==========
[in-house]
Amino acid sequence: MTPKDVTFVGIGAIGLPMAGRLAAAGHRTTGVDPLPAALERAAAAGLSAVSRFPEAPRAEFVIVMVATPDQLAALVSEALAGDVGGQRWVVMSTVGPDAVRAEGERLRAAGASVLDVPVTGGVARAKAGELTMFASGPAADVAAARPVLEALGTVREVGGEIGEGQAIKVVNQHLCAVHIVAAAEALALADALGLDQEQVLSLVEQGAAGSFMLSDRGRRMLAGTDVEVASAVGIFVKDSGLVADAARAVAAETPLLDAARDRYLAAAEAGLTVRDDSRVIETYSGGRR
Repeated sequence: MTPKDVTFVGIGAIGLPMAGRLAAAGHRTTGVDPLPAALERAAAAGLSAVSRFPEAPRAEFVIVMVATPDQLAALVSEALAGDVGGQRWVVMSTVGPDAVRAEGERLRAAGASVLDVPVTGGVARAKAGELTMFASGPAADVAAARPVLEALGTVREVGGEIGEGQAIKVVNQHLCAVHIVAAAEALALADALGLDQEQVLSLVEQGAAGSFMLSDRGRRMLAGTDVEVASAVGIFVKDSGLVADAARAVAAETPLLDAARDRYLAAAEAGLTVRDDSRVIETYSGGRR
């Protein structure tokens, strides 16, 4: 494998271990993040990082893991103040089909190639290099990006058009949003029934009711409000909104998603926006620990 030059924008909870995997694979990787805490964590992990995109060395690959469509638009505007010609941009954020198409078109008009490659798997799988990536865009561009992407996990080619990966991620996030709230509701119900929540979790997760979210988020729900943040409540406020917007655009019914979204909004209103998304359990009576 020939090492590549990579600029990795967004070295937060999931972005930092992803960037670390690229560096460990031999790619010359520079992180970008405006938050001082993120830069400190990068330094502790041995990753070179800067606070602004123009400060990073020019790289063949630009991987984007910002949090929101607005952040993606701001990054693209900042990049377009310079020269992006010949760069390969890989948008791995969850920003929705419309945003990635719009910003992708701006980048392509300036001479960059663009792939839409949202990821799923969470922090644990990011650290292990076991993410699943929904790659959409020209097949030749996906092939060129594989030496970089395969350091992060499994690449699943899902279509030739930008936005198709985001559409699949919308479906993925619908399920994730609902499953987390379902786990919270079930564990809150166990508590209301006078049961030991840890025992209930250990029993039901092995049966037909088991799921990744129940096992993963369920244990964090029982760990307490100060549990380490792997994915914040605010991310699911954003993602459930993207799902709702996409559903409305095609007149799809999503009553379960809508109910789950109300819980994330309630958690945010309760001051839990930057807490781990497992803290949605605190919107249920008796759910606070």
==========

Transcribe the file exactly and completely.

[in-house]
Amino acid sequence: MTPKDVTFVGIGAIGLPMAGRLAAAGHRTTGVDPLPAALERAAAAGLSAVSRFPEAPRAEFVIVMVATPDQLAALVSEALAGDVGGQRWVVMSTVGPDAVRAEGERLRAAGASVLDVPVTGGVARAKAGELTMFASGPAADVAAARPVLEALGTVREVGGEIGEGQAIKVVNQHLCAVHIVAAAEALALADALGLDQEQVLSLVEQGAAGSFMLSDRGRRMLAGTDVEVASAVGIFVKDSGLVADAARAVAAETPLLDAARDRYLAAAEAGLTVRDDSRVIETYSGGRR
Repeated sequence: MTPKDVTFVGIGAIGLPMAGRLAAAGHRTTGVDPLPAALERAAAAGLSAVSRFPEAPRAEFVIVMVATPDQLAALVSEALAGDVGGQRWVVMSTVGPDAVRAEGERLRAAGASVLDVPVTGGVARAKAGELTMFASGPAADVAAARPVLEALGTVREVGGEIGEGQAIKVVNQHLCAVHIVAAAEALALADALGLDQEQVLSLVEQGAAGSFMLSDRGRRMLAGTDVEVASAVGIFVKDSGLVADAARAVAAETPLLDAARDRYLAAAEAGLTVRDDSRVIETYSGGRR
């Protein structure tokens, strides 16, 4: 494998271990993040990082893991103040089909190639290099990006058009949003029934009711409000909104998603926006620990 030059924008909870995997694979990787805490964590992990995109060395690959469509638009505007010609941009954020198409078109008009490659798997799988990536865009561009992407996990080619990966991620996030709230509701119900929540979790997760979210988020729900943040409540406020917007655009019914979204909004209103998304359990009576 020939090492590549990579600029990795967004070295937060999931972005930092992803960037670390690229560096460990031999790619010359520079992180970008405006938050001082993120830069400190990068330094502790041995990753070179800067606070602004123009400060990073020019790289063949630009991987984007910002949090929101607005952040993606701001990054693209900042990049377009310079020269992006010949760069390969890989948008791995969850920003929705419309945003990635719009910003992708701006980048392509300036001479960059663009792939839409949202990821799923969470922090644990990011650290292990076991993410699943929904790659959409020209097949030749996906092939060129594989030496970089395969350091992060499994690449699943899902279509030739930008936005198709985001559409699949919308479906993925619908399920994730609902499953987390379902786990919270079930564990809150166990508590209301006078049961030991840890025992209930250990029993039901092995049966037909088991799921990744129940096992993963369920244990964090029982760990307490100060549990380490792997994915914040605010991310699911954003993602459930993207799902709702996409559903409305095609007149799809999503009553379960809508109910789950109300819980994330309630958690945010309760001051839990930057807490781990497992803290949605605190919107249920008796759910606070």